I have a such an annotation.
toys = Toy.objects.filter(...).annotate(percent_rank=Window(expression=PercentRank(), order_by('price', 'id')).values_list('id', 'price', 'percent_rank').
The problem is
percent_rank appears to be float rather than integer.
I want to integer percent like 45, 56, etc.
expression=round(PercentRank() * 100)
But it does not work this way.
Anyone familiar with this?
It’s going to be a
Func expression. You’re probably looking for something like:
toys = Toy.objects.filter(...).annotate(percent_rank=Window(expression=PercentRank(), order_by('price', 'id')).annotate(integer_rank=Round(F('percent_rank')*100)).values_list('id', 'price', 'integer_rank')
That works, @KenWhitesell
But I am not sure if that is a good choice over doing in python in terms of performance.
What would you recommend?
For anything less than a million rows I don’t think you’re going to notice a difference.
Worrying about “performance” without knowing that you actually have a performance problem is a waste of time and effort.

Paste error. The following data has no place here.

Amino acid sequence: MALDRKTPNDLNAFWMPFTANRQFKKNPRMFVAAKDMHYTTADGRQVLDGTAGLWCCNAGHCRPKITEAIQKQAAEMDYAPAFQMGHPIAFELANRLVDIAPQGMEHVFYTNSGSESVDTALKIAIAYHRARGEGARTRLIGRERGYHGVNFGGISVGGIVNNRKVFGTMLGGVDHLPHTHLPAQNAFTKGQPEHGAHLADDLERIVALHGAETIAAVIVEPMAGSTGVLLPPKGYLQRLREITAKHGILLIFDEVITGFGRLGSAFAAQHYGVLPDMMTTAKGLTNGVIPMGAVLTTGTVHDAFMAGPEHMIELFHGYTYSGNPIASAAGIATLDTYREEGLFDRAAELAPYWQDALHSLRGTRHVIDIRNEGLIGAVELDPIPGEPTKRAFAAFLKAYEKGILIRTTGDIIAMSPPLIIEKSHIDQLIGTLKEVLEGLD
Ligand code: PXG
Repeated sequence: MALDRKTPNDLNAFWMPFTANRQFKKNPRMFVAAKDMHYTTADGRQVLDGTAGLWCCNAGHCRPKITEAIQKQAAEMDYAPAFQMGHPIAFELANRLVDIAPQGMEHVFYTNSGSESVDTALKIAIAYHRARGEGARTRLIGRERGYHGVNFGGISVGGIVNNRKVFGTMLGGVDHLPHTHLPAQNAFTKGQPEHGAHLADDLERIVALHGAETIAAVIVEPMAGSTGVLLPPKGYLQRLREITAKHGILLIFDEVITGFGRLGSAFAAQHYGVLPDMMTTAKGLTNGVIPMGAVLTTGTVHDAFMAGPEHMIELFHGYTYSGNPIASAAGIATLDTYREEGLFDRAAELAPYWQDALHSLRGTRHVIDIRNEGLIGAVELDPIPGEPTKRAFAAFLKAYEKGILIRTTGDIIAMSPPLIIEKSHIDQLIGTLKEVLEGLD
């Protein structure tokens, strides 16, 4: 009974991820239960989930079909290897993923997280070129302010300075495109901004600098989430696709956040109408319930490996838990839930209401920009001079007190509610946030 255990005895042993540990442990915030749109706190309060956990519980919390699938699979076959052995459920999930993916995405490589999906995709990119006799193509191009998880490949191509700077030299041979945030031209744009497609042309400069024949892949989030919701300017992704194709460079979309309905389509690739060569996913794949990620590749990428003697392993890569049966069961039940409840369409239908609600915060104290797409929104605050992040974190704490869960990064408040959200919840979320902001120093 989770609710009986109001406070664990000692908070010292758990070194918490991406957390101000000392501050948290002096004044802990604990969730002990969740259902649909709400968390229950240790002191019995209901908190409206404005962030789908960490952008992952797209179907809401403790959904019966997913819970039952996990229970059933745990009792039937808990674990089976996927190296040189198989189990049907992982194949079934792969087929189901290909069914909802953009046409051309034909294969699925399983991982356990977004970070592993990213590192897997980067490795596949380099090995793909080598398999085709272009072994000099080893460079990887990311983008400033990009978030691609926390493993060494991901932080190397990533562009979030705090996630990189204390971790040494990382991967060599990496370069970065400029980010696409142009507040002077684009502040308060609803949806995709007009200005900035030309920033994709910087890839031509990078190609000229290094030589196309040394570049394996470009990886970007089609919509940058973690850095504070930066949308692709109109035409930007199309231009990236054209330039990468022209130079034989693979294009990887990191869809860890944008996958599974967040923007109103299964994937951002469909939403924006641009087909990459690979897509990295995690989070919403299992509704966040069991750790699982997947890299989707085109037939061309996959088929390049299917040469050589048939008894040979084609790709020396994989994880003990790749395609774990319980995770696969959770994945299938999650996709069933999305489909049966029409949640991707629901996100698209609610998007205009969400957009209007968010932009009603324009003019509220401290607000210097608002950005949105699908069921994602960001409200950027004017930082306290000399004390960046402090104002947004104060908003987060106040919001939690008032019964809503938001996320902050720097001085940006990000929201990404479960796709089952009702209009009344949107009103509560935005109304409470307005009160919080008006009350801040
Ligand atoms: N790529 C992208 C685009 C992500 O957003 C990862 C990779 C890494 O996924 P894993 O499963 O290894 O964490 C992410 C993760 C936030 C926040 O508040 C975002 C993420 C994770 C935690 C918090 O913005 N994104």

There’s also not going to be a pat answer to that question - you’re going to get different answers based on hundreds of different factors. Any opinion outside of the specific context is pure conjecture, and what is found to be true in one context cannot be extrapolated as being true in a different context.
(Well, that and, if performance is that much of an issue, what are you doing using Python / Django for any of this?)
The rows will nearly reach a million for sure in the future.
We are now building an application which will be used by millions of users soon, so it’s critical for us to ensure that the code we write today will not be a bottleneck in the future.
That’s why I always do mind about performance.
We’re already noticing performance issues in other parts of application, so we are fixing those issues.
Anyway, my question was more about general situation and hearing from you, I think it’s okay to do it in SQL(database level).